“I get it; it’s out there,” he said. “But we’ve had, what, one person die in California? I think I have a better chance of winning the lotto multiple times than getting it, and it’s pretty damn hard to win the lotto.”





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‘We are hiring big time’: Calgary tech companies join forces to attract job seekers – Calgary


A Calgary-based group of tech companies held a hiring fair downtown on Saturday to help get the word out that the technology sector needs skilled workers.

Jason Moore was working as a geologist in Calgary for the past eight years until September when he was laid off.

“I left on good terms. They treated me very fairly but it was more just a side effect of what all of Alberta is going through at this time,” Moore said.


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Moore is one of the hundreds of people who attended the first Tech West Collective hiring expo on Saturday. He now considers himself lucky. Moore is learning the world of coding and discovering a passion he never knew he had.

“I think one of the great things about coding is you get to build stuff, and you get to see if it works right away. It’s like the mouse pushing the button and you get the pellet,” Moore said with a laugh.

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The Tech West Collective is a group of Calgary tech companies that have teamed up to help fill vacant positions.

“We are feeling a talent gap. Now we want to build up the talent pool,” said Tech West Collective organizer Kat Lesperance.

Lesperance works at Showpass, a Calgary-based tech company that provides ticketing solutions for event organizers. Showpass and Avanti Software are two of the seven members of the collective.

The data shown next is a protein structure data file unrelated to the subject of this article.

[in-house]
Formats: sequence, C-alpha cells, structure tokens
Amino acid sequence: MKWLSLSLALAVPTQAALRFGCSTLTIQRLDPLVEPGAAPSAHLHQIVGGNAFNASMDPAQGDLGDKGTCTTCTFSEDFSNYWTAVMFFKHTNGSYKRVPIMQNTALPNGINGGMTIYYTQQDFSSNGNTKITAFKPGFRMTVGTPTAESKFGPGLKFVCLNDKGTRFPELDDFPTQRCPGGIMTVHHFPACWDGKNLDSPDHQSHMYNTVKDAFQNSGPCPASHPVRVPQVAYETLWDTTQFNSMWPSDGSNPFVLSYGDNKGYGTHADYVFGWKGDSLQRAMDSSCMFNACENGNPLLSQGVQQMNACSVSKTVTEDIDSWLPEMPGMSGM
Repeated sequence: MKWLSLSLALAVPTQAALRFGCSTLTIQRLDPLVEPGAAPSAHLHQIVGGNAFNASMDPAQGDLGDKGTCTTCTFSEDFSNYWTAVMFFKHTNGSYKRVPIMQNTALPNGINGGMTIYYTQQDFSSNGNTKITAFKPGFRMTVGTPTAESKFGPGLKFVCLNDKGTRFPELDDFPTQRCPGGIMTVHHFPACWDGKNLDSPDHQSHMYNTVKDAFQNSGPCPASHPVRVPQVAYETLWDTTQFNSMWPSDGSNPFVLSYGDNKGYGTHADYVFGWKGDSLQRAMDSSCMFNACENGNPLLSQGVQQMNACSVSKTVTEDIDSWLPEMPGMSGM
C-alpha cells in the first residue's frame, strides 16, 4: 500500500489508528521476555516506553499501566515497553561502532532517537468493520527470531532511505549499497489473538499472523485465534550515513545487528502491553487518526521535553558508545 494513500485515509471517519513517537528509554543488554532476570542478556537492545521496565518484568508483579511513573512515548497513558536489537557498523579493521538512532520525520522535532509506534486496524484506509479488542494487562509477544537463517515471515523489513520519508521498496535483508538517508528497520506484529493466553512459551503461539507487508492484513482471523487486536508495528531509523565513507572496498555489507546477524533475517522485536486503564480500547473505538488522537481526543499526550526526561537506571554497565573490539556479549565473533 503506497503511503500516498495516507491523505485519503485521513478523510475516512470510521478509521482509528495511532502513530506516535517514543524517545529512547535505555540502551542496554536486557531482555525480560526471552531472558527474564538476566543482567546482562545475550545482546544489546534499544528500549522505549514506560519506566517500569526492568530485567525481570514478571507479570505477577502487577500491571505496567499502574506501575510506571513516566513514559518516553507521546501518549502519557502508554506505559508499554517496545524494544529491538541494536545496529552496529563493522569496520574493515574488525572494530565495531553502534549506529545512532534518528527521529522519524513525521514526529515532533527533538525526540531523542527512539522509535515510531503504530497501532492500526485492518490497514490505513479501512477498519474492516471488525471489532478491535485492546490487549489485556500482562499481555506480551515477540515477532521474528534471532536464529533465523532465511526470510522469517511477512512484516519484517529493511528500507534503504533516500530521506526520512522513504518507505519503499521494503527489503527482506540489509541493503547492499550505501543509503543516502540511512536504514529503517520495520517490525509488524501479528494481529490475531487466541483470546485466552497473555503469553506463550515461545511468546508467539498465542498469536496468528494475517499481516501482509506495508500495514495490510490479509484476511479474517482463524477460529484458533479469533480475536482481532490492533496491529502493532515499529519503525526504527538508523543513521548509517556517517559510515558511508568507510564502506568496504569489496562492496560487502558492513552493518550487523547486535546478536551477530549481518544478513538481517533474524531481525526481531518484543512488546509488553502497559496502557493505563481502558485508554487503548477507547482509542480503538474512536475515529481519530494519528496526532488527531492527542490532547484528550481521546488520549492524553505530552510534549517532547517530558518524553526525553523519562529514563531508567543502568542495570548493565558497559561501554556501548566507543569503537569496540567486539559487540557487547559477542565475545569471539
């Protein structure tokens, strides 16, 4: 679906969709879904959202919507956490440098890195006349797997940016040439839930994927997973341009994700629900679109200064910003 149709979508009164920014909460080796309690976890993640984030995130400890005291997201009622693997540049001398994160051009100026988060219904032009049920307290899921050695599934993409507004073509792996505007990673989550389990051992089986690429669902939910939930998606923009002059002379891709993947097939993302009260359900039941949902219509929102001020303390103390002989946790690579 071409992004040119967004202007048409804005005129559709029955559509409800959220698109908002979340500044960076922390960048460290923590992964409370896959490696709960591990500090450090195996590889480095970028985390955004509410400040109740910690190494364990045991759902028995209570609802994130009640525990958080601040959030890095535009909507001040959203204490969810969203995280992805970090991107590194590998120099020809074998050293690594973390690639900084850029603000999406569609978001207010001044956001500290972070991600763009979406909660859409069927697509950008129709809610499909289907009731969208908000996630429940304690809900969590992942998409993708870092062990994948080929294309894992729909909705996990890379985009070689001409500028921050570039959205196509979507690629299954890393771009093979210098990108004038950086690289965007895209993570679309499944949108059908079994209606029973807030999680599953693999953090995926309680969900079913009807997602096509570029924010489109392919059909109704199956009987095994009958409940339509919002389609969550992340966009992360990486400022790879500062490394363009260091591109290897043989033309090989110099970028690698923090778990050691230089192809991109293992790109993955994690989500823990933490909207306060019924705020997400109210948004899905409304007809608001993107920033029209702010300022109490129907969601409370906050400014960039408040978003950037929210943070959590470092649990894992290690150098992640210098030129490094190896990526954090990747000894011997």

“We are hiring big time,” said David Owen Cord, Avanti Software co-CEO.

He said the company is looking for people of all backgrounds — not just tech-related positions.

“It’s been interesting because of the negative headlines here in Calgary and the layoffs that are going on but we are having a very different reality in the business we live in every day. One of our biggest challenges is actually filling the open spots that we are trying to hire for,” Owen Cord said.

Part of the problem is a lack of people with tech skills.

EvolveU is a non-profit educational institution that is helping job hunters transform their careers to adapt to the rapidly changing digital economy.

“There’s so much opportunity right now that people don’t even know about. That’s exciting for me and it’s exciting to watch the students go through the transformation,” said Jen Morrison, program manager with EvolveU, at the job fair on Saturday.

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Calgary working to attract tech talent

Members of the Tech West Collective said it’s time for tech companies to stop poaching talent from each other and get the word out that Calgary’s economy goes beyond oil and gas. Those transitioning from the energy industry said the job hunt in the tech world is more encouraging.

“There [are] more jobs than would be for my old profession. It’s not that they’re handing them out, but there definitely does seem to be more excitement and more opportunity and a desire for more people to enter this industry,” Moore said, adding that he’s taking courses at EvolveU.

According to Calgary Economic Development, the city has over 2,000 open tech jobs.




© 2019 Global News, a division of Corus Entertainment Inc.